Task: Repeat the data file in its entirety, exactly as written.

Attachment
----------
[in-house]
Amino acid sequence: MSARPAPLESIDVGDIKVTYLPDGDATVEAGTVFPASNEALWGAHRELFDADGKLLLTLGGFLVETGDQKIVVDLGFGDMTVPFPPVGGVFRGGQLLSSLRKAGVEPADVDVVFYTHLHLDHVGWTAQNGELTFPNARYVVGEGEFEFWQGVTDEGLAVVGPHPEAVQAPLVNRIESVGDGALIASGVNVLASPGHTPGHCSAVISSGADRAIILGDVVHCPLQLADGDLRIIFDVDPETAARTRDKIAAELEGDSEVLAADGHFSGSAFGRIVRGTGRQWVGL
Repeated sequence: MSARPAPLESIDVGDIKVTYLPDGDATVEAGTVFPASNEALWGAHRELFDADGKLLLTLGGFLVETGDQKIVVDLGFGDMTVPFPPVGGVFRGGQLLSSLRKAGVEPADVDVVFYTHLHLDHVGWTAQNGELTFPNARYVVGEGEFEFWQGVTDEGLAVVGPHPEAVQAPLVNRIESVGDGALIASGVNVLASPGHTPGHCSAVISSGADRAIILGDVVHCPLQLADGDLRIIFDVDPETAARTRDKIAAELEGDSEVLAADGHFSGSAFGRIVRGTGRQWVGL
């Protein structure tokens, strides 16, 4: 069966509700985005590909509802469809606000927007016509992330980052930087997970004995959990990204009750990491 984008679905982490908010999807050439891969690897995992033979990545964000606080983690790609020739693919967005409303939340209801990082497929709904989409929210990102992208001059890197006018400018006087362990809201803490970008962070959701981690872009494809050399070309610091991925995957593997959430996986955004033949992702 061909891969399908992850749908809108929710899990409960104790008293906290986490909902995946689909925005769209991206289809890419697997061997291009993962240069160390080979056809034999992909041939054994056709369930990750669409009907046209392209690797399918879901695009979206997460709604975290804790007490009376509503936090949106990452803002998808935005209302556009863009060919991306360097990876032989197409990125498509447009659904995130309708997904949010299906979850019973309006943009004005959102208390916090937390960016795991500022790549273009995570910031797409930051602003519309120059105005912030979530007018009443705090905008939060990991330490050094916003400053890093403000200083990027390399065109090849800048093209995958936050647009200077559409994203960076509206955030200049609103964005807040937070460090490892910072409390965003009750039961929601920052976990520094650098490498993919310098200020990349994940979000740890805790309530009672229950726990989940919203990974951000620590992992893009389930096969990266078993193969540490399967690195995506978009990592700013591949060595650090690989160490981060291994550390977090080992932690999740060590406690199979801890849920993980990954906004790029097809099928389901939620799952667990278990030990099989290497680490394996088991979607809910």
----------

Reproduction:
[in-house]
Amino acid sequence: MSARPAPLESIDVGDIKVTYLPDGDATVEAGTVFPASNEALWGAHRELFDADGKLLLTLGGFLVETGDQKIVVDLGFGDMTVPFPPVGGVFRGGQLLSSLRKAGVEPADVDVVFYTHLHLDHVGWTAQNGELTFPNARYVVGEGEFEFWQGVTDEGLAVVGPHPEAVQAPLVNRIESVGDGALIASGVNVLASPGHTPGHCSAVISSGADRAIILGDVVHCPLQLADGDLRIIFDVDPETAARTRDKIAAELEGDSEVLAADGHFSGSAFGRIVRGTGRQWVGL
Repeated sequence: MSARPAPLESIDVGDIKVTYLPDGDATVEAGTVFPASNEALWGAHRELFDADGKLLLTLGGFLVETGDQKIVVDLGFGDMTVPFPPVGGVFRGGQLLSSLRKAGVEPADVDVVFYTHLHLDHVGWTAQNGELTFPNARYVVGEGEFEFWQGVTDEGLAVVGPHPEAVQAPLVNRIESVGDGALIASGVNVLASPGHTPGHCSAVISSGADRAIILGDVVHCPLQLADGDLRIIFDVDPETAARTRDKIAAELEGDSEVLAADGHFSGSAFGRIVRGTGRQWVGL
């Protein structure tokens, strides 16, 4: 069966509700985005590909509802469809606000927007016509992330980052930087997970004995959990990204009750990491 984008679905982490908010999807050439891969690897995992033979990545964000606080983690790609020739693919967005409303939340209801990082497929709904989409929210990102992208001059890197006018400018006087362990809201803490970008962070959701981690872009494809050399070309610091991925995957593997959430996986955004033949992702 061909891969399908992850749908809108929710899990409960104790008293906290986490909902995946689909925005769209991206289809890419697997061997291009993962240069160390080979056809034999992909041939054994056709369930990750669409009907046209392209690797399918879901695009979206997460709604975290804790007490009376509503936090949106990452803002998808935005209302556009863009060919991306360097990876032989197409990125498509447009659904995130309708997904949010299906979850019973309006943009004005959102208390916090937390960016795991500022790549273009995570910031797409930051602003519309120059105005912030979530007018009443705090905008939060990991330490050094916003400053890093403000200083990027390399065109090849800048093209995958936050647009200077559409994203960076509206955030200049609103964005807040937070460090490892910072409390965003009750039961929601920052976990520094650098490498993919310098200020990349994940979000740890805790309530009672229950726990989940919203990974951000620590992992893009389930096969990266078993193969540490399967690195995506978009990592700013591949060595650090690989160490981060291994550390977090080992932690999740060590406690199979801890849920993980990954906004790029097809099928389901939620799952667990278990030990099989290497680490394996088991979607809910």